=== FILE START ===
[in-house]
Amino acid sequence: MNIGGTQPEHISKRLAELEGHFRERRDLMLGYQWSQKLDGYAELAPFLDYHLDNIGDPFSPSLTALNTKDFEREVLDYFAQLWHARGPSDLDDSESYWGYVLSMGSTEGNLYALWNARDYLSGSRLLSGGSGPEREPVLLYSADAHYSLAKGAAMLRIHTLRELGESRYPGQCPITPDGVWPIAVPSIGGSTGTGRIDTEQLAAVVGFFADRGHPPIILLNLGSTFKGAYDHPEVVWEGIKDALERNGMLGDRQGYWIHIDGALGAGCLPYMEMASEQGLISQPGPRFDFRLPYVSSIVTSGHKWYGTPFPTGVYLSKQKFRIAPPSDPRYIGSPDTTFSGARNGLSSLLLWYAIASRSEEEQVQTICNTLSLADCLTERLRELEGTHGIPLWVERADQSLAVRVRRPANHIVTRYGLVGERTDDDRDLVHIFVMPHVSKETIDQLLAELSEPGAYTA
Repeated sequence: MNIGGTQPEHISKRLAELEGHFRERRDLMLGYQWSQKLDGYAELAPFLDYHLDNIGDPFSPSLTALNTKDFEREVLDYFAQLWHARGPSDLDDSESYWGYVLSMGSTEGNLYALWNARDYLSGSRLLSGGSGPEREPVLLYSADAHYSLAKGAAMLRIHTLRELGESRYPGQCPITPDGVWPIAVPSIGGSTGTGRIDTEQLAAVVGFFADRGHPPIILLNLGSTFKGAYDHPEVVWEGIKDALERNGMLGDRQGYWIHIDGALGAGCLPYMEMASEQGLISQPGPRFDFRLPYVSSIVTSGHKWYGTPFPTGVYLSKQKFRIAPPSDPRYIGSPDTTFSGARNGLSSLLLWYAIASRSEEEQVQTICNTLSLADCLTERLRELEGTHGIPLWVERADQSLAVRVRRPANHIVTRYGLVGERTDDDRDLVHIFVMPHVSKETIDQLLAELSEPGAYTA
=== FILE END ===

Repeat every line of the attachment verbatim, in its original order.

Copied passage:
[in-house]
Amino acid sequence: MNIGGTQPEHISKRLAELEGHFRERRDLMLGYQWSQKLDGYAELAPFLDYHLDNIGDPFSPSLTALNTKDFEREVLDYFAQLWHARGPSDLDDSESYWGYVLSMGSTEGNLYALWNARDYLSGSRLLSGGSGPEREPVLLYSADAHYSLAKGAAMLRIHTLRELGESRYPGQCPITPDGVWPIAVPSIGGSTGTGRIDTEQLAAVVGFFADRGHPPIILLNLGSTFKGAYDHPEVVWEGIKDALERNGMLGDRQGYWIHIDGALGAGCLPYMEMASEQGLISQPGPRFDFRLPYVSSIVTSGHKWYGTPFPTGVYLSKQKFRIAPPSDPRYIGSPDTTFSGARNGLSSLLLWYAIASRSEEEQVQTICNTLSLADCLTERLRELEGTHGIPLWVERADQSLAVRVRRPANHIVTRYGLVGERTDDDRDLVHIFVMPHVSKETIDQLLAELSEPGAYTA
Repeated sequence: MNIGGTQPEHISKRLAELEGHFRERRDLMLGYQWSQKLDGYAELAPFLDYHLDNIGDPFSPSLTALNTKDFEREVLDYFAQLWHARGPSDLDDSESYWGYVLSMGSTEGNLYALWNARDYLSGSRLLSGGSGPEREPVLLYSADAHYSLAKGAAMLRIHTLRELGESRYPGQCPITPDGVWPIAVPSIGGSTGTGRIDTEQLAAVVGFFADRGHPPIILLNLGSTFKGAYDHPEVVWEGIKDALERNGMLGDRQGYWIHIDGALGAGCLPYMEMASEQGLISQPGPRFDFRLPYVSSIVTSGHKWYGTPFPTGVYLSKQKFRIAPPSDPRYIGSPDTTFSGARNGLSSLLLWYAIASRSEEEQVQTICNTLSLADCLTERLRELEGTHGIPLWVERADQSLAVRVRRPANHIVTRYGLVGERTDDDRDLVHIFVMPHVSKETIDQLLAELSEPGAYTA